Explicit and reproducible: how to assess the quality of the evidence in a systematic review
Andrew Clegg, Paul Hewitson, and Ruairidh Milne teach you how to ask the right questions
Reviews provide summaries of evidence to answer important practice and policy questions without readers having to spend the time and effort to summarise the evidence themselves.
Like other research reports, reviews vary greatly, ranging from unstructured reviews (for example, editorials or journalistic reviews) to systematic reviews (for example, those produced by the Cochrane Collaboration). Unstructured reviews, often produced by experts in the subject area, are usually based on unscientific, subjective, and non-replicable methods of information collection and interpretation. In contrast, systematic reviews have explicit, scientific, and comprehensive descriptions of their objectives and methods (box). It is important that those using reviews to inform practice and policy are able to judge what makes a good quality review.1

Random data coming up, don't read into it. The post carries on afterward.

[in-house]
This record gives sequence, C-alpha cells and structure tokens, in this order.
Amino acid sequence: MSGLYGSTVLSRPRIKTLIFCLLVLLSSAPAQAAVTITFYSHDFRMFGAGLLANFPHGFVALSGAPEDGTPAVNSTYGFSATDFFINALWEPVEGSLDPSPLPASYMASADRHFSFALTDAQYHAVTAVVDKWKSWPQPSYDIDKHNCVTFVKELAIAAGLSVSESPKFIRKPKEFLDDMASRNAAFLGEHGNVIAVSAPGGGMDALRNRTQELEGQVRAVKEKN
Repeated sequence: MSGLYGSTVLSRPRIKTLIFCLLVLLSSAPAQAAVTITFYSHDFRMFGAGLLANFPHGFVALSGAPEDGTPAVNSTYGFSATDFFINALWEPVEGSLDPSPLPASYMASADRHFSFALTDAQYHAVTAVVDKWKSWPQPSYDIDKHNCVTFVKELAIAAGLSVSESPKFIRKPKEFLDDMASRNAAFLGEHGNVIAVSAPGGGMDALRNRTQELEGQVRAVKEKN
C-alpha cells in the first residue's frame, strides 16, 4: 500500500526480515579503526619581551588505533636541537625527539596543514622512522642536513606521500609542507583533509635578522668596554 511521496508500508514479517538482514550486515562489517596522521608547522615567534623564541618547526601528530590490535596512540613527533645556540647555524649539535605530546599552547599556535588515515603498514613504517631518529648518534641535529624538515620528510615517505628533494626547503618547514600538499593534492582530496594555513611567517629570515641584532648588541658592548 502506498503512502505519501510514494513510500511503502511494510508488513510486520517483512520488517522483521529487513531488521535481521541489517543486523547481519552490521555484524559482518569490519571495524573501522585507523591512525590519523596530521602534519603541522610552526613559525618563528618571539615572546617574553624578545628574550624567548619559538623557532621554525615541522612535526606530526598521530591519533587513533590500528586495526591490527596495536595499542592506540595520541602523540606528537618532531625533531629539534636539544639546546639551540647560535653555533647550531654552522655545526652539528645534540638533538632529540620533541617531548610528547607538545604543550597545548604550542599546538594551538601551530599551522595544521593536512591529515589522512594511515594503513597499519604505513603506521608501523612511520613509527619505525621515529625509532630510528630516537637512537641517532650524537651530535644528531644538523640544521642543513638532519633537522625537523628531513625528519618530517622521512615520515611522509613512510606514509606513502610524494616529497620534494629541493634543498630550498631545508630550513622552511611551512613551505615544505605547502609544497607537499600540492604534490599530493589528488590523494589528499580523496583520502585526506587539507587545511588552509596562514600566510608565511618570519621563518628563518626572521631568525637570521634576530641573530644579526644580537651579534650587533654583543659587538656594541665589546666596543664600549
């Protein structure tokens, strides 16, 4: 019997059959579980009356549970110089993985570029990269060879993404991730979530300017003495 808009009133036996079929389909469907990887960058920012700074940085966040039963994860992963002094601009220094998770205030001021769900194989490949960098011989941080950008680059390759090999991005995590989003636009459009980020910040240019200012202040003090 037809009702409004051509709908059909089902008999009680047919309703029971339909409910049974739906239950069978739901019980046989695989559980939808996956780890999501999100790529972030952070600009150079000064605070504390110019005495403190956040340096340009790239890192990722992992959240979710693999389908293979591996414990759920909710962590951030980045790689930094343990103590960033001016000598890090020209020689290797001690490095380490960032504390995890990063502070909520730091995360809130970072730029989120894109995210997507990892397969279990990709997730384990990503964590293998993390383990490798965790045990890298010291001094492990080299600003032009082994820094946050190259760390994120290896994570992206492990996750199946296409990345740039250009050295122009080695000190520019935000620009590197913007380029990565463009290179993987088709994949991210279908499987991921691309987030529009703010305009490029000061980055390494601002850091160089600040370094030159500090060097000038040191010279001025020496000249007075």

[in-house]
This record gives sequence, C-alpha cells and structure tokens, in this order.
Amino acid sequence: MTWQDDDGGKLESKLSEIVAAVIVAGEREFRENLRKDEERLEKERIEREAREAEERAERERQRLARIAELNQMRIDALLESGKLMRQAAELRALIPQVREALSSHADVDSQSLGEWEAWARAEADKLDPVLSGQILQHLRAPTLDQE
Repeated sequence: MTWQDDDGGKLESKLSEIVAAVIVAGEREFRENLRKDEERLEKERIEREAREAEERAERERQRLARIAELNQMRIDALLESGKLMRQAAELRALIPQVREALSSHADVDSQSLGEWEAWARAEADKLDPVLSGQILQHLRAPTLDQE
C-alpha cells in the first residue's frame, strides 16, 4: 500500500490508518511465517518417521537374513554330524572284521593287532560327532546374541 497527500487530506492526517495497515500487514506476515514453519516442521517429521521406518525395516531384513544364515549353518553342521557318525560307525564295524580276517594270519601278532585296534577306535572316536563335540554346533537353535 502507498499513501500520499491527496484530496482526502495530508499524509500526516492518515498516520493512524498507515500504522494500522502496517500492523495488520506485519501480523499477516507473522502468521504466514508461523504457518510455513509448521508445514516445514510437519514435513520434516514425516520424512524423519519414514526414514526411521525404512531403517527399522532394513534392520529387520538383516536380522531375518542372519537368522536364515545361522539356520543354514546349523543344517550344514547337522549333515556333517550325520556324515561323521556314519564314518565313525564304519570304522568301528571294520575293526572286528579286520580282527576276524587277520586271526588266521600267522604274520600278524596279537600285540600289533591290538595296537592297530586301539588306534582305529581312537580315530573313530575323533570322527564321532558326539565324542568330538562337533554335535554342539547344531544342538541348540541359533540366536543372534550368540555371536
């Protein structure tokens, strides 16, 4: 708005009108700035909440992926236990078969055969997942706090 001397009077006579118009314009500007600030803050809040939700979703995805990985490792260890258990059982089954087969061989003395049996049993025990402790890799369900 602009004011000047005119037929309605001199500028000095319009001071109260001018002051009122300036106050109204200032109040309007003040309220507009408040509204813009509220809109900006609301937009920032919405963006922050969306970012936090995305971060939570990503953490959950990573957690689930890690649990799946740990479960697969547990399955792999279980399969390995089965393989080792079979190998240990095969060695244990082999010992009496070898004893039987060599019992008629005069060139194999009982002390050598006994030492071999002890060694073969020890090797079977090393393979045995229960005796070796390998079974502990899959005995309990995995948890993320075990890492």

A number of checklists have been published for assessing the quality of systematic reviews.26 In our opinion, they all have strengths and limitations. For that reason, we make no apology for presenting below the